“Climate change is the greatest public health threat we have.”
That’s what Dr. Georges Benjamin, Executive Director of the American Public Health Association, told Modern Healthcare last April. And that the thing that keeps him up a night is the next infectious disease that we don’t see coming.
Okay, so what’s climate change have to do with infectious diseases? Or healthcare facility design?
Environmental Changes Can Spread Infectious Diseases
According to the World Health Organization, there are many connections between climate change and infectious diseases — including ocean warming causing toxic algae blooms resulting in red tides and elevated precipitation that creates pools for mosquito breeding that can lead to the spread of viruses.
For those who don’t believe climate change is real, a report written by scientists from 13 U.S. government agencies released this past Monday stated, “Evidence for a changing climate abounds, from the top of the atmosphere to the depths of the oceans.”
“Thousands of studies conducted by tens of thousands of scientists around the world have documented changes in surface, atmospheric, and oceanic temperatures; melting glaciers; disappearing snow cover; shrinking sea ice; rising sea level; and an increase in atmospheric water vapor. Many lines of evidence demonstrate that human activities, especially emissions of greenhouse (heat-trapping) gases, are primarily responsible for recent observed climate changes.”
If you’re still not convinced, go see Al Gore’s new movie, “An Inconvenient Sequel: Truth to Power.” Whether you like the former U.S. Vice President or not, the images in this film of melting ice caps and glaciers are believable — and unforgettable.
Healthcare Facility Design & Climate Change
Without a doubt, the organization that has had the most impact on the global healthcare industry’s response to climate change is Health Care Without Harm.
Since 1996, (HCWH has been working with healthcare organizations around the world to reduce their impact on the environment. One of its early accomplishments was the closing of more than 4,500 medical waste incinerators in the U.S.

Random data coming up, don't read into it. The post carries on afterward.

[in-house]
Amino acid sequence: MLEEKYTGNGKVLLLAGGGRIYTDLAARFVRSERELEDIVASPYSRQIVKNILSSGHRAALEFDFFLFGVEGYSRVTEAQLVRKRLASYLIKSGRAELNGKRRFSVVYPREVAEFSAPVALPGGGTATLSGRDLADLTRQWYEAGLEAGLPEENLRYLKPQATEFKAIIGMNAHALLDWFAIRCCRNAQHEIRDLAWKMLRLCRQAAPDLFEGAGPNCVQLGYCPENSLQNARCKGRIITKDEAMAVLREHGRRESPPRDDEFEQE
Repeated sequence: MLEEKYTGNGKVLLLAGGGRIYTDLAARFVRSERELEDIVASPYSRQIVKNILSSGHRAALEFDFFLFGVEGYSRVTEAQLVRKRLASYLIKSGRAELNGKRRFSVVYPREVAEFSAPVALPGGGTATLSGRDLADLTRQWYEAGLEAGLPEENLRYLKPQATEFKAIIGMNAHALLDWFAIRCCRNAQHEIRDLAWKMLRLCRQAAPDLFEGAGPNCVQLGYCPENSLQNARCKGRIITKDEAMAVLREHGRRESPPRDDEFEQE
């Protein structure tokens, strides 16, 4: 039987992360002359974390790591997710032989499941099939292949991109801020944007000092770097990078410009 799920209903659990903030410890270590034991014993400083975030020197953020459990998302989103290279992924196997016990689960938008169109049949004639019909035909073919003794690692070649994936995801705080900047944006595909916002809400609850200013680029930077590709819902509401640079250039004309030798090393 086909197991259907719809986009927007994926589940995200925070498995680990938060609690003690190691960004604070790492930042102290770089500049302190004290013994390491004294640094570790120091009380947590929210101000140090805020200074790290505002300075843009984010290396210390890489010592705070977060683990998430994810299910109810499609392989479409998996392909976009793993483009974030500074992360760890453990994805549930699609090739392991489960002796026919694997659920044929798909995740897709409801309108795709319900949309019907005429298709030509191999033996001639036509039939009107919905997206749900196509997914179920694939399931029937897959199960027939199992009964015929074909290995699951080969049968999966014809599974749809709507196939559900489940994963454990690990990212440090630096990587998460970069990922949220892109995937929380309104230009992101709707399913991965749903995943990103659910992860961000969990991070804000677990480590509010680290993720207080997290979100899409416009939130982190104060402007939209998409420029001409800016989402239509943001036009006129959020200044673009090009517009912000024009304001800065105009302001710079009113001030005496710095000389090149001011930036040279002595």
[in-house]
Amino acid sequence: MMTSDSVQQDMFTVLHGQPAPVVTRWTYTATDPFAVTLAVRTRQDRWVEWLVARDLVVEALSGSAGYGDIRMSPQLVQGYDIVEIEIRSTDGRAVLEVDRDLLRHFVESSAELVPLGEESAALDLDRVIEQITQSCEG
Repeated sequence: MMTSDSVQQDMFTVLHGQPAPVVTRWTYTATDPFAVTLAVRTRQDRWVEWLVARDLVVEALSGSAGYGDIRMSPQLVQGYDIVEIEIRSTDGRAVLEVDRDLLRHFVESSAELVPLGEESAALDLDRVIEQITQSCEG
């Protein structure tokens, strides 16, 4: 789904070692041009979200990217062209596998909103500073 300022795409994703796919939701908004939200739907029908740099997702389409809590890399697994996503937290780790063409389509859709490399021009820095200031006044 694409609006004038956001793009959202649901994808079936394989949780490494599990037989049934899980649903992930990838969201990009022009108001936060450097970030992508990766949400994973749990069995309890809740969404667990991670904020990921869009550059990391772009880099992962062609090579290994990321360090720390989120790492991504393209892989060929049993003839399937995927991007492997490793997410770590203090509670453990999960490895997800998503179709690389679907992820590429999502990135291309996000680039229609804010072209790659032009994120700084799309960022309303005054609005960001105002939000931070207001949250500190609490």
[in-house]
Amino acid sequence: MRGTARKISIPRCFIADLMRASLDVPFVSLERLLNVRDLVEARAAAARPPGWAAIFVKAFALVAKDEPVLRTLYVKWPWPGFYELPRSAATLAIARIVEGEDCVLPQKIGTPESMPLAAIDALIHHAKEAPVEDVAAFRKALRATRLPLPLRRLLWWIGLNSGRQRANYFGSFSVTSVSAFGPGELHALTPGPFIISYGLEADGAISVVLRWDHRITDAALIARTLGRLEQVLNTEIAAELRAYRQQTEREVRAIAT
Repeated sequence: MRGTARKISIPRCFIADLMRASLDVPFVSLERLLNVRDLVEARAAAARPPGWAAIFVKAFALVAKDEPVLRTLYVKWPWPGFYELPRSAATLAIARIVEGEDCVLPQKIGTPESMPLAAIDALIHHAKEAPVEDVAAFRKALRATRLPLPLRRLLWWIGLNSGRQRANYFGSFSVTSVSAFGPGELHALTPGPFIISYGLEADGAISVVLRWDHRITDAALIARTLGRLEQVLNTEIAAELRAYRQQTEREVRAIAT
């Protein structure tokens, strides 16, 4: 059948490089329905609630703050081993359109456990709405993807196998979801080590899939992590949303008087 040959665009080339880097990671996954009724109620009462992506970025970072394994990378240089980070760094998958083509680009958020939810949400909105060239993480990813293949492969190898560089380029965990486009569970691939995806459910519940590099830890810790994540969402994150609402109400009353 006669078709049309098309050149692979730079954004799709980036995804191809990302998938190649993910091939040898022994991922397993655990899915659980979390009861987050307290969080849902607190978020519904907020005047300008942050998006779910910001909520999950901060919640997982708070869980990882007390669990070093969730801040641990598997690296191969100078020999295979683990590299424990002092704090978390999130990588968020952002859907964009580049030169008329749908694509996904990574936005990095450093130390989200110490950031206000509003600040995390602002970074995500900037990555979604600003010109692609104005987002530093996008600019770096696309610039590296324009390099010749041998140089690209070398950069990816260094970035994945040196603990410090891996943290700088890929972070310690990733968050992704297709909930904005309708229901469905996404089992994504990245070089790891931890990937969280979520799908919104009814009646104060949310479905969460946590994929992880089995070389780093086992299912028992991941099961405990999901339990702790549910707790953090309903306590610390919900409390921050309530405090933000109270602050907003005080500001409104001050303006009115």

HCWH’s Green Guide for Health Care (GGHC), published in 2008, became the catalyst and foundation for the U.S. Green Building Council’s LEED for Healthcare. Over 265 major healthcare projects, representing over 40 million square feet of healthcare construction, have adopted the GGHC as their framework for design and construction.
Its current vision for healthcare facility design is one that “moves beyond doing ‘less harm’ – ie, reducing negative impacts from the design and operation of health care – to a future where the built environment ‘heals’ or restores ecological and social capital.”
In other words, the idea that healthcare facilities can be restorative, regenerative, and resilient.
Now more than ever, the healthcare industry needs to embrace these concepts for their building projects. There’s no good reason not to.
Check out these resources:
“Sustainable Healthcare Architecture, Second Edition,” by Robin Guenther and Gail Vittori.
Resilient Design Institute, nonprofit organization whose mission is to create solutions that enable buildings and communities to survive and thrive in the face of climate change, natural disasters, and other disruptions.
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